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I Forge Iron

First Attempt...at anything

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So, my 12 year old daughter (one of the twins) wanted a hunting knife.  I couldn't find one that I was comfortable with her having so I decided to make her one.  I've rigged up a little charcoal forge out of an old cast iron sink and picked up a nice piece of rr track for an ASO.  I had several horseshoes laying around off of our TN Walkers.  Jayme loves riding and hunting so I made her a horseshoe knife.  Keep in mind that this is my first attempt at anything forging-related so don't expect to see Excalliber!  I'm not entirely done with sanding and finishing, but I thought I'd show ya'll what I have at the moment.  I somewhat heat treated the blade section and it is a little harder than the handle (quarters and heel) so while it does hold an edge somewhat, it won't cut a cord of wood if you drop it.  I stamped her initials on the heel, which will get a good polish.  My initial and the year is stamped on the back of the handle (not shown).  Maybe she'll end up using it as a letter opener as an adult.  Might even pass it on to her kids when I'm old and gray-er.




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Not bad for a first try, and definitely big points for doing something like that for your daughter.


A good blade has to have a certain percentage of carbon, which is lacking in horse shoes.  You might get a modicum of edge on it by quenching it in water or brine, but don't expect much.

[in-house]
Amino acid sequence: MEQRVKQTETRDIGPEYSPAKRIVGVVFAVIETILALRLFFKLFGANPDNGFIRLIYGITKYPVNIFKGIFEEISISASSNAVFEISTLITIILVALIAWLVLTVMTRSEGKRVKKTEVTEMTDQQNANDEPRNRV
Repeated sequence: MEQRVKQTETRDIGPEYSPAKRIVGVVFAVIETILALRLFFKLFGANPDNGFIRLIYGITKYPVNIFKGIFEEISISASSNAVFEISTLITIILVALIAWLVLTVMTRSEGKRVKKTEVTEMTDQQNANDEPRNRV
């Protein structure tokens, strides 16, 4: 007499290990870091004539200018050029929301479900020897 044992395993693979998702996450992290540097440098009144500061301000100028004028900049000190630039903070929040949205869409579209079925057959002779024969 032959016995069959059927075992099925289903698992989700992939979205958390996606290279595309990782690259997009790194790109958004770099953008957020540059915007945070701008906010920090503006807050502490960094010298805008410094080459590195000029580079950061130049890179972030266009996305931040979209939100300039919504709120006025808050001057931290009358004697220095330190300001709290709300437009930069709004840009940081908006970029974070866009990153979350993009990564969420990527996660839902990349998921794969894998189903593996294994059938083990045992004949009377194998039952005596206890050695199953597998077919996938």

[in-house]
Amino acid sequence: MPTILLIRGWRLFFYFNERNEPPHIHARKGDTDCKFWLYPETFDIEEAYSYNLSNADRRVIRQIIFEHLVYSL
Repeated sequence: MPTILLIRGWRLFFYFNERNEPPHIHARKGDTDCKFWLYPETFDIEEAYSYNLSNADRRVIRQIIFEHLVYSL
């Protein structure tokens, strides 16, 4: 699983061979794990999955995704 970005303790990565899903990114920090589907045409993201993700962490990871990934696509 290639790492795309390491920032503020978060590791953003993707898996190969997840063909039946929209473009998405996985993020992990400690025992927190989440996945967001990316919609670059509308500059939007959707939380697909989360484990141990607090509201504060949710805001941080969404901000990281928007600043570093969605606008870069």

Looks like you have good hammer control and an eye for design.  That bodes will for future projects!

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Thanks very much, VaughnT.  I wasn't really wanting something SUPER sharp...she's 12 after all and I'd feel really bad if she ended up getting sutures because of something I made.  I seriously considered splitting what would be the cutting edge and forge welding in a section of tool steel.  I wasn't quite comfortable with doing something that advanced just yet, so I just forged out the horseshoe instead...basically relying on what little hardening I could do with a basic heat treat and quench.  After a couple of quenches, I put it in the oven at 375 for a few hours.  Like I said, I'm a complete newbie and just took what information I've gleaned from this site and put it to use.  I didn't really want to start out making knives...that wasn't my goal.  My daughter presented me with a challenge, so I did what I could with what little I know at this point.  I'm really wanting to make hooks, rivets, and other stuff that can be used around the house and farm.

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Here's the deal with my handle.  All the Freemasons on the site will know what one side of the equation means.  I am a proud Freemason and Past Master of Pontotoc Lodge #81 Free and Accepted Masons under the Grand Jurisdiction of the Grand Lodge of Mississippi, F&AM.  There is a section of each ritual which refers to "three distinct knocks" which alludes to the particular values taught by each of the Blue Lodge degrees.  On the other side of the coin, I have three beautiful daughters.  My twin girls are 12 and our youngest is 7.  Even though they are twins, each child is very distinct.  All three are "country girls" and love to ride horses, hunt, and fish.  They come in from school and do the feeding, watering, and egg gathering before they have a snack without being asked to do so.  Jayme is our rough and tumble girly-girl in pink and pony tail.  Peggy is our "death-metal-goth" child wearing black and mossy oak camo.  Morran (pronounced more-ran) is our cuddly sweetheart that isn't afraid to ride anything with hair or hide.  They're not afraid to help me skin and gut a deer, rabbit, or chicken and they don't mind Dad giving them a hug and kiss in front of their friends.  3 Distinct Knocks...all the way around!


Thanks for the comments, fellas.

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